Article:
Reaching the Goal: Learning from Blessed Pier Giorgio Frassati About the Spiritual Life
“Every day that passes, I fall more desperately in love with the mountains… I am ever more determined to climb the mountains, to scale the mighty peaks, to feel that pure joy which can only be felt in the mountains.” - Bl. Pier Giorgio Frassati
Growing up in Colorado meant that I was hiking as soon as I knew how to walk. Scaling mountains, climbing over obstacles and peeking over cliff edges is not unfamiliar to me. I love hiking. There are so many big and little things to enjoy, from observing the smallest wildflower on the trail to taking in a view that I spent hours anticipating while on the trail.
“Every day, my love for the mountains grows more and more. If my studies permitted, I’d spend whole days in the mountains contemplating the Creator’s greatness in that pure air.” - Bl. Pier Giorgio Frassati
I love the mountains. It’s easy for me to find God on the mountain through the joys and struggles of the hike, especially when my faith was just beginning to become my own. But I remember once asking an acquaintance after a long morning of hiking if they wanted to come to Mass with me the following morning. “Nah,” she said, “This is my Church.” She gestured out towards the trail. Part of me understood where she was coming from. It wasn't the first time I had heard a sentiment like that. And it wasn’t the last time either.
I was in high school when I learned about Bl. Pier Giorgio Frassati. Some of the older girls in my youth group affectionately called him “Frassati the Hottie” and it caught my attention. As I learned more about his story, his love for the church and for creation resonated with me. This guy seemed so….normal. Some would have thought he was a bit of a delinquent. He was a popular guy. He loved to hike and climb. He was my kindred spirit.
“What is clear is that faith is the only anchor of salvation and we must hold tightly to it: without it, what would our lives be? Nothing, or rather, wasted, because in life there is only suffering, and suffering without faith is unbearable. But suffering that is nourished by the flame of faith becomes something beautiful, because it tempers the soul to deal with suffering.” - Bl. Pier Giorgio Frassati
It’s impossible to climb a mountain as a Chritstian and not ponder the Christian life. The summer I turned 15, I was a nanny and rode my bike to and from work everyday. I was in really good shape. When my family went on a hike, I was ahead of them the whole time, bounding over obstacles and urging them to keep moving.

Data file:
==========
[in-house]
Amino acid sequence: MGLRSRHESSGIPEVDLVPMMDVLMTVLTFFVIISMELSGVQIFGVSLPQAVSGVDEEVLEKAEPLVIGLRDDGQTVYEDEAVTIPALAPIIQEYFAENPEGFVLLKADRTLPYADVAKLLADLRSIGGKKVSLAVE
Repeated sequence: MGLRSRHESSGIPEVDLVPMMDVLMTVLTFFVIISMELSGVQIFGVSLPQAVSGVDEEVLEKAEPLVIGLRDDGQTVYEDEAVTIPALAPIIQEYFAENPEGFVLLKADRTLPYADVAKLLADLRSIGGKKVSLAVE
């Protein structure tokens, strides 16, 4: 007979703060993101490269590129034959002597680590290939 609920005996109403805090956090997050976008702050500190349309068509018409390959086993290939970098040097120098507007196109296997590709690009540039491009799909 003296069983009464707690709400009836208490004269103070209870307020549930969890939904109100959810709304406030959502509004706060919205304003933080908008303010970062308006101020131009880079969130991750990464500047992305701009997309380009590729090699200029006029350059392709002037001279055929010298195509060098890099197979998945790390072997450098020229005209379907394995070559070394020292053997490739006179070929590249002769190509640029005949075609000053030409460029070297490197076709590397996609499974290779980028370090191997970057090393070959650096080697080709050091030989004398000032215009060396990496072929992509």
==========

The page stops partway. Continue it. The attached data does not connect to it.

The next summer, I had a car and worked a retail job. I didn’t get out as much and was eating mall food for lunch almost every day (you know, soft pretzels and Orange Julius). We went on the exact same hike and I could barely keep up. I was out of breath, I was way behind everyone else, and I had very little energy to put one foot in front of the other. We didn't finish the hike as quickly because they had to frequently stop and wait for me to catch up.
The views were the same, the company was the same, but I was not. Similarly in the Christian life, in the periods I am not praying everyday and exercising Christian virtues, I struggle to focus while I’m at Mass and I am more apt to fall to sin. But when I am actively participating in Mass and praying every day, I have the strength to say no to temptation.
“I think peace will be a long time coming. But our faith teaches us that we must always keep on hoping we shall enjoy it one day.” - Bl. Pier Giorgio Frassati
If you were to poll people and ask what the most beautiful thing they have ever seen is, some might say their bride on their wedding day, a sunrise on the beach, a work of art in a museum, or the first time they saw their son or daughter.
For me, the most beautiful thing I ever saw was on a hike. I was studying abroad in Austria in college and went for an afternoon hike in the Austrian alps. We spent hours climbing. It was steep and there were parts of the trail that were only a bed of large rocks and we had to be careful not to turn our ankles.
We reached the top and we were in a sea of woods. It was very congested and we couldn’t see around the trees to look over the tiny village we lived in that was surrounded by mountains. After expressing my disappointment, a friend who had done the hike before said that to see the view we hoped for, we had to climb up a 150 ft tall cell phone tower that peaked just over the tree line.
Many people in our group said no, but I was up for the challenge. The climb was terrifying. I do okay with heights, but as I got higher, I knew that one misplaced step would result in me tumbling to the ground with no guarantees that I would get up. My hands were sweaty, my legs and feet shook from overexertion. But I took deep, slow breaths, charted every step, and climbed, never lifting my foot until the other one was secure.
I made it to the top. The view made me entirely forget every ounce of struggle I experienced on the way up the mountain and cell phone tower. The sun was beginning to set and the clouds seemed to dance, colored with every color of the rainbow. There was a slight breeze and the only sound was the leaves rustling and occasional bird call. The air tasted sweet. I could not only see the mountains that surrounded our little village, but the mountains behind those mountains. I drank it in, memorizing every peak and valley. Now, I can close my eyes and be right back on that mountain on top of that cell phone tower. It truly seemed like heaven.
As Christians, we know that our plan does not triumph over God's plan. We may reach the end of a journey and be disappointed with the outcome. But that doesn’t mean that God doesn’t have something better in store for us. Something that we could never imagine that will absolutely take our breath away. His plan is complete and total perfection. We just have to be willing to trust his voice to discover it.